There is an alternative to custody for women offenders - next steps to a bright future
Leading provider of ‘alternative to custody’ programmes, Venture Trust speaks out against the current legislation for women in the prison system.
Joe Connelly, Head of Programmes at Venture Trust, explains, “There is evidence that custody, and the prison system does not serve to reform behaviour or keep individuals from reoffending. In fact in the case of women, there is evidence that it can have the opposite effect, often removing them from their children, and any remaining hope.
There is an increasingly popular school of thought that prison as a form of punishment is only appropriate for a small minority of high risk offenders. Alienating, stigmatising and incarcerating those who are often already in difficult life circumstances only exacerbates the problem, creating a downward spiral and a feeling of helplessness. For women especially, prison often leads to reoffending, separation from children, and very sadly, a high proportion of those children carrying on the cycle.”
Joe continues, “There is an alternative to custody, and even prosecution: organisations and charities, such as Venture Trust, run specific programmes aimed at rehabilitating offenders, helping them to gain the skills to make positive changes in their lives, and no longer rely on the court system as their only source of stability.
However, these programmes are not mandatory and are only used by some court services on a referral basis. The ultimate aim is that an alternative to custody, such as Venture Trust’s Next Steps programme, supported by The Big Lottery Fund, which is run in conjunction with criminal justice partner agencies, is used for all but a few high risk individuals.
The number of women in prison in Scotland has doubled in the past ten years*. Of those serving at Cornton Vale prison, 70% reoffended within two years. The drain on public resources is significant. This does not take into account the huge ongoing cost of homelessness, addiction, children taken into care, and a sustained reliance on benefits.
The estimated economic and social cost of reoffending over a 10-year period is, on average, over £75,000 per female offender. This is in stark contrast to £2,400 for a community payback order. The wilderness-based Next Steps programmes help participants to reduce the risk of reoffending, and move towards a positive future, potentially resulting in employment, training education or volunteering. If women offenders are given the opportunities and the skills to change their lives, something they typically would not have had access to before, then we might begin to reverse these staggering statistics.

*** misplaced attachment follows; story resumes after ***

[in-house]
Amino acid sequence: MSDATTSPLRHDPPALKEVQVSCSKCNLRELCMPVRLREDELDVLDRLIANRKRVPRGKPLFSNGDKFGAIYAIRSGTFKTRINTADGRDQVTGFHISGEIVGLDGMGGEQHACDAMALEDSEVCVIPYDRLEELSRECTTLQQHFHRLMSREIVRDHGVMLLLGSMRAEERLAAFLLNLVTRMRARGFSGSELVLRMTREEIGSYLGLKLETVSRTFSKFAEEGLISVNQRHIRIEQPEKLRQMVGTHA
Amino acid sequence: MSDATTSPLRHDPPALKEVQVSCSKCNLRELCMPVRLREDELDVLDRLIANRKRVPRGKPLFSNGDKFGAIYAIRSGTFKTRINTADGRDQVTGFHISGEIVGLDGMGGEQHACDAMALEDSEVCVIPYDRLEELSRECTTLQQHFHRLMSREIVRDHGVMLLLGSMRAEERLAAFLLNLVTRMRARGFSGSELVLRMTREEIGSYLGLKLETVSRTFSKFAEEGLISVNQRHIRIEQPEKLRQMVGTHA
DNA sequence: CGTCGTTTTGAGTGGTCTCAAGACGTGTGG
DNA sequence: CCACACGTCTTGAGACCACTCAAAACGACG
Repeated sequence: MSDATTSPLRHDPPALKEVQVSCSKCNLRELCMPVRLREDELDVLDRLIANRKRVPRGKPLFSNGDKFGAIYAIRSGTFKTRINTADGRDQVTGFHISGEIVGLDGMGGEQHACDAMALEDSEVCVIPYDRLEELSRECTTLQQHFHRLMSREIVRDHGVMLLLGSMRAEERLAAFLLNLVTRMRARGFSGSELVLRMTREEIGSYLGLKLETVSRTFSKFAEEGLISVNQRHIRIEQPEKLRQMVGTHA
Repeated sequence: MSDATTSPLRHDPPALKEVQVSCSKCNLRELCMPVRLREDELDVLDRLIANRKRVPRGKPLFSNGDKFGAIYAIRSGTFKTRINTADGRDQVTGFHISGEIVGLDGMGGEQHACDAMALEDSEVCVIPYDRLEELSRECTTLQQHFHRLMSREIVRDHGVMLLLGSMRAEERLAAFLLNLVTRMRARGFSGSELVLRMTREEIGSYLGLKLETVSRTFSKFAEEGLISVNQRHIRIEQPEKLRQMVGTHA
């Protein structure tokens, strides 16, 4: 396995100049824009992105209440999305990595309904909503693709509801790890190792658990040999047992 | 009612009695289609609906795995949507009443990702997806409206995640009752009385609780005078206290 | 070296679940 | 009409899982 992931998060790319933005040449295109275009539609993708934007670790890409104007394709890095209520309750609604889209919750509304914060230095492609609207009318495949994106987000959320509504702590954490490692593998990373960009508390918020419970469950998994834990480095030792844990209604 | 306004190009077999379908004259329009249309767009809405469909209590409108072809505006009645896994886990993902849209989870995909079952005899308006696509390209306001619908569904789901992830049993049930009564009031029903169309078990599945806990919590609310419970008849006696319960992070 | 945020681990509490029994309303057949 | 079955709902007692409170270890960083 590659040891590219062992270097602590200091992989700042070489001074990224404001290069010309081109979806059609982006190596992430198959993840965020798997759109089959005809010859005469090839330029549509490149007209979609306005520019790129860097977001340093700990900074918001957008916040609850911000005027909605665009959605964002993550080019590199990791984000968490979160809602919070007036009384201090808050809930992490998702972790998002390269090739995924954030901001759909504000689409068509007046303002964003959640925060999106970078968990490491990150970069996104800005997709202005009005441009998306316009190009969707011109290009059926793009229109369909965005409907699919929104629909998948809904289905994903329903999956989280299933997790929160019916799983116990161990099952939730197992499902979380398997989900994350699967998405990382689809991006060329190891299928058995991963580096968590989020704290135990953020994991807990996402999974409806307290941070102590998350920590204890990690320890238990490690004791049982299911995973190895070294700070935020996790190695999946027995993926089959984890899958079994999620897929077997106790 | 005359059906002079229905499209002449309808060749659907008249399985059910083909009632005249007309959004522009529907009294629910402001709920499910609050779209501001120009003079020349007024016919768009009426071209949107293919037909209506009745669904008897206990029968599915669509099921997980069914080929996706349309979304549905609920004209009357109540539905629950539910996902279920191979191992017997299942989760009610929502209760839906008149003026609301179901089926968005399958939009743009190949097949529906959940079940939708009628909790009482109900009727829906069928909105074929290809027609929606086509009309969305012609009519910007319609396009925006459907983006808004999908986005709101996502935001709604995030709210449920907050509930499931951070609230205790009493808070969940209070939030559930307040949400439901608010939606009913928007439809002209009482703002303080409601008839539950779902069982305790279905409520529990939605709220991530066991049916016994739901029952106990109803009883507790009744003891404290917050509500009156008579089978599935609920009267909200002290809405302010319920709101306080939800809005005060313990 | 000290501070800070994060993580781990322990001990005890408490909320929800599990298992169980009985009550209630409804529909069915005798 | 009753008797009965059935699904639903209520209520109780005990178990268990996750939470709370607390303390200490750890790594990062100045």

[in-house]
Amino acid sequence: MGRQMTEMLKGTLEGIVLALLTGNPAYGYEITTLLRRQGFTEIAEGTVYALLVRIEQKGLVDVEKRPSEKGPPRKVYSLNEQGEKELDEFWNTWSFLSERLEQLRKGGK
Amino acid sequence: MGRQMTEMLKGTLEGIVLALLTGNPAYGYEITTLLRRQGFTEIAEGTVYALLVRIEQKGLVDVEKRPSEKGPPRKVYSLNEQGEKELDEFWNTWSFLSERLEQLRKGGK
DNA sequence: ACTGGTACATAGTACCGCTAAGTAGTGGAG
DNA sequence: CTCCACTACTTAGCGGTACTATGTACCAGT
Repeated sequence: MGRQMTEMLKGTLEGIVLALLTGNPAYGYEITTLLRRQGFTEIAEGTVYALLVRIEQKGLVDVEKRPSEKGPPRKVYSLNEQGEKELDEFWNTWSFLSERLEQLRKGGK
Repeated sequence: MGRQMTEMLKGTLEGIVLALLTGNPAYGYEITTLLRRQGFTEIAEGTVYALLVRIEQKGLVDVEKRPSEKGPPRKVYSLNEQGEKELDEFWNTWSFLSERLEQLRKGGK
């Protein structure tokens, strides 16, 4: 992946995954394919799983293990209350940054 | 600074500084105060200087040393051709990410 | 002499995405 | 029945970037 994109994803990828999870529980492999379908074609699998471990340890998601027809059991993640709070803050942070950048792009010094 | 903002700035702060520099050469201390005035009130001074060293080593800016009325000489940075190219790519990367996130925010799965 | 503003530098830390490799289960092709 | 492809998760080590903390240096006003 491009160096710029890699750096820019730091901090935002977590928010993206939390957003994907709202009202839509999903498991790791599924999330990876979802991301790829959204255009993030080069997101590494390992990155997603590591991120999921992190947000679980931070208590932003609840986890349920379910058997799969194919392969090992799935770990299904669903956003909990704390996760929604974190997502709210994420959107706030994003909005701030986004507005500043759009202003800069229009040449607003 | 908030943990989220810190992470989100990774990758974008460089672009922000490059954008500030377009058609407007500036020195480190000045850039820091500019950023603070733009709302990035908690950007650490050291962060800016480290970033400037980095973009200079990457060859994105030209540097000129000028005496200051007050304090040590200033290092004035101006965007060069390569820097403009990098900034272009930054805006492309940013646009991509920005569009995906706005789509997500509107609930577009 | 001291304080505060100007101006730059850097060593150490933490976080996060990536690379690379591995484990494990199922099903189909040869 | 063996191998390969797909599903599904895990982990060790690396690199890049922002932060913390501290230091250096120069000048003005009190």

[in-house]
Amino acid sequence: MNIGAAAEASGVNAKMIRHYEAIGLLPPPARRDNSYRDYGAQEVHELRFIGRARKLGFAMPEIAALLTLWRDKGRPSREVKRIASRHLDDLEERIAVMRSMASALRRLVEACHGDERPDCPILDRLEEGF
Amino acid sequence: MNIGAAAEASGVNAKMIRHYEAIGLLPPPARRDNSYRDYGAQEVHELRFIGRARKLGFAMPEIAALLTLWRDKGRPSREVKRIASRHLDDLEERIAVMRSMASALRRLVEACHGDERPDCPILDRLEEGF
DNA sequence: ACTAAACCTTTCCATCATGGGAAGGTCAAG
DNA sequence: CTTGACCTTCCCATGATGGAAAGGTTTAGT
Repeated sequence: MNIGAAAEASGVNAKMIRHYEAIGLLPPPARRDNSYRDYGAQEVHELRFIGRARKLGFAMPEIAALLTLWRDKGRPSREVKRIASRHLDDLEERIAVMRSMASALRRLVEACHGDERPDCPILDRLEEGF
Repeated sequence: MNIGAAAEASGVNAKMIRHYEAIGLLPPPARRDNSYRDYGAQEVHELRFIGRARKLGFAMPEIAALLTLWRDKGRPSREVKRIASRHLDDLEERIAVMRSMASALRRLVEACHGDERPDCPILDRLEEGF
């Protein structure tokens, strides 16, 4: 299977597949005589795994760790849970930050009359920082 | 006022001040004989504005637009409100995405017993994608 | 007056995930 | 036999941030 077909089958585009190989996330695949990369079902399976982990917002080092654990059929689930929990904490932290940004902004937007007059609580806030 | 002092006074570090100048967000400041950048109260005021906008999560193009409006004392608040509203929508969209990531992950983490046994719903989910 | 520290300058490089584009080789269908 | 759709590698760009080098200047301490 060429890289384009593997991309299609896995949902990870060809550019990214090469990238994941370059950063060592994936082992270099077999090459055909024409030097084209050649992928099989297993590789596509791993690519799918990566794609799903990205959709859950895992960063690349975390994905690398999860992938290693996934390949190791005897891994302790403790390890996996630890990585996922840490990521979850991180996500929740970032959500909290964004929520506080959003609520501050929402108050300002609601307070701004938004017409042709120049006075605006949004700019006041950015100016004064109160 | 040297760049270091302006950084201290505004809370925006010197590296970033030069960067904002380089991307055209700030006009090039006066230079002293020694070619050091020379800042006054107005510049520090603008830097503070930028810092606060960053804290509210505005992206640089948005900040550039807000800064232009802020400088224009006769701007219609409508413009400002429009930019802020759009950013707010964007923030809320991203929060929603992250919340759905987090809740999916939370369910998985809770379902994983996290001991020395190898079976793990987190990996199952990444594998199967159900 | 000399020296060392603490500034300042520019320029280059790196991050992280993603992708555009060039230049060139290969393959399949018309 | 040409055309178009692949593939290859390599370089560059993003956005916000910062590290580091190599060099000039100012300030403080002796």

It is a sad fact that the majority of women going through the criminal justice system hail from disadvantaged backgrounds, often suffering from a range of issues from abuse, addiction and a history of care experience. It is these underlying causes that Venture Trust seeks to address in its programmes, and this evidently goes some way to reducing the risk of reoffending.
However, we are in a criminal justice system that currently does not have a clear line of sight. Some areas refer women offenders to organisations such as Venture Trust instead of a prison sentence. Others make that referral instead of prosecution, which has greater benefit; others do not provide an alternative to custody at all. The service provided can be based on the relationship between individuals, upon funding or lack of, upon locally based agreements. There is no over-arching system that guides the process.
Justice Secretary Michael Mathieson, has the last word, announcing his vision for the future female custodial estate as being ‘for a small, high-end core national facility to be located on the current Cornton Vale site, supported by a number of community-based and community supported units located in key strategic areas around Scotland. Service delivery across all sites is expected to be multi-agency and reflective of local needs and priorities. That vision, to be realised by 2020.’